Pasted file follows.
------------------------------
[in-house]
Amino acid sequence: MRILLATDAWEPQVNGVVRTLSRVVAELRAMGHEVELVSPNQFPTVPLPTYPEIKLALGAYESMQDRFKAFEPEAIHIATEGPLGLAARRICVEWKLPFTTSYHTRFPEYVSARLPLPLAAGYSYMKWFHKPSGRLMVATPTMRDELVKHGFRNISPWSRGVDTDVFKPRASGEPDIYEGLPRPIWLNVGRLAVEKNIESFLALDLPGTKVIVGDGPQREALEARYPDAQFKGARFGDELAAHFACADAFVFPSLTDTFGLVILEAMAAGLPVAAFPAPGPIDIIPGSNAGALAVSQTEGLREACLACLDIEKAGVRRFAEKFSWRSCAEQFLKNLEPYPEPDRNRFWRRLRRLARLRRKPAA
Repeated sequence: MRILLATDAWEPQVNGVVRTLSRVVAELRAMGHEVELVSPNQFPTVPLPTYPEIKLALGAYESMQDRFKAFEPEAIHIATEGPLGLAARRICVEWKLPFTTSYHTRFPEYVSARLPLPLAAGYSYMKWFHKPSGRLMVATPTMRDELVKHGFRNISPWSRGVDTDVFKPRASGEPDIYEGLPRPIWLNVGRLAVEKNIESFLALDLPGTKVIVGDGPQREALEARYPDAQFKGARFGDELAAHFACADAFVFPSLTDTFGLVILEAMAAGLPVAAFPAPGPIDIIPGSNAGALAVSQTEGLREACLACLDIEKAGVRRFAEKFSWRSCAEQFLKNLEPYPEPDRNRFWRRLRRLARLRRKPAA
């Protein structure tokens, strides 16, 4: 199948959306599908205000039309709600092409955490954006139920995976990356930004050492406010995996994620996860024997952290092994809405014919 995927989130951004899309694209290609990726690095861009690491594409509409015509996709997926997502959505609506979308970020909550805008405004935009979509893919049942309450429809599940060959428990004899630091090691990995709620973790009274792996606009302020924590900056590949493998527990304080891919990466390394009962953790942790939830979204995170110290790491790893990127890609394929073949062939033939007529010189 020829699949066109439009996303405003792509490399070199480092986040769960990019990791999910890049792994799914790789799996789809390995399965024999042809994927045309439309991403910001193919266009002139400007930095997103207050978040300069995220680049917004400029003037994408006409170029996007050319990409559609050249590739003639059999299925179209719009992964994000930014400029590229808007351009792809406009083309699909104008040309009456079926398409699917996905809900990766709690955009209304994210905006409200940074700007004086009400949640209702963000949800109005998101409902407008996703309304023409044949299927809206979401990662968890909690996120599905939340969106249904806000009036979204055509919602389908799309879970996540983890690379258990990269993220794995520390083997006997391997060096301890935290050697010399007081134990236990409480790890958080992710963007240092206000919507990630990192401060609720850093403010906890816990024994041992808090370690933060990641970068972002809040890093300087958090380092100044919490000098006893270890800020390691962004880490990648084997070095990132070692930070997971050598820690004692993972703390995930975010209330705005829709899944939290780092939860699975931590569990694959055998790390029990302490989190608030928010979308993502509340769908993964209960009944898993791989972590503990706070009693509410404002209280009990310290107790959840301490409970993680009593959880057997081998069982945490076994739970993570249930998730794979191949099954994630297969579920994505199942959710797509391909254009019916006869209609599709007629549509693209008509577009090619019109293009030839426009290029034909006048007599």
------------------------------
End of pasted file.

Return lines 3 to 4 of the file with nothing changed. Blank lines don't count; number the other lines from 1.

Repeated sequence: MRILLATDAWEPQVNGVVRTLSRVVAELRAMGHEVELVSPNQFPTVPLPTYPEIKLALGAYESMQDRFKAFEPEAIHIATEGPLGLAARRICVEWKLPFTTSYHTRFPEYVSARLPLPLAAGYSYMKWFHKPSGRLMVATPTMRDELVKHGFRNISPWSRGVDTDVFKPRASGEPDIYEGLPRPIWLNVGRLAVEKNIESFLALDLPGTKVIVGDGPQREALEARYPDAQFKGARFGDELAAHFACADAFVFPSLTDTFGLVILEAMAAGLPVAAFPAPGPIDIIPGSNAGALAVSQTEGLREACLACLDIEKAGVRRFAEKFSWRSCAEQFLKNLEPYPEPDRNRFWRRLRRLARLRRKPAA
């Protein structure tokens, strides 16, 4: 199948959306599908205000039309709600092409955490954006139920995976990356930004050492406010995996994620996860024997952290092994809405014919 995927989130951004899309694209290609990726690095861009690491594409509409015509996709997926997502959505609506979308970020909550805008405004935009979509893919049942309450429809599940060959428990004899630091090691990995709620973790009274792996606009302020924590900056590949493998527990304080891919990466390394009962953790942790939830979204995170110290790491790893990127890609394929073949062939033939007529010189 020829699949066109439009996303405003792509490399070199480092986040769960990019990791999910890049792994799914790789799996789809390995399965024999042809994927045309439309991403910001193919266009002139400007930095997103207050978040300069995220680049917004400029003037994408006409170029996007050319990409559609050249590739003639059999299925179209719009992964994000930014400029590229808007351009792809406009083309699909104008040309009456079926398409699917996905809900990766709690955009209304994210905006409200940074700007004086009400949640209702963000949800109005998101409902407008996703309304023409044949299927809206979401990662968890909690996120599905939340969106249904806000009036979204055509919602389908799309879970996540983890690379258990990269993220794995520390083997006997391997060096301890935290050697010399007081134990236990409480790890958080992710963007240092206000919507990630990192401060609720850093403010906890816990024994041992808090370690933060990641970068972002809040890093300087958090380092100044919490000098006893270890800020390691962004880490990648084997070095990132070692930070997971050598820690004692993972703390995930975010209330705005829709899944939290780092939860699975931590569990694959055998790390029990302490989190608030928010979308993502509340769908993964209960009944898993791989972590503990706070009693509410404002209280009990310290107790959840301490409970993680009593959880057997081998069982945490076994739970993570249930998730794979191949099954994630297969579920994505199942959710797509391909254009019916006869209609599709007629549509693209008509577009090619019109293009030839426009290029034909006048007599």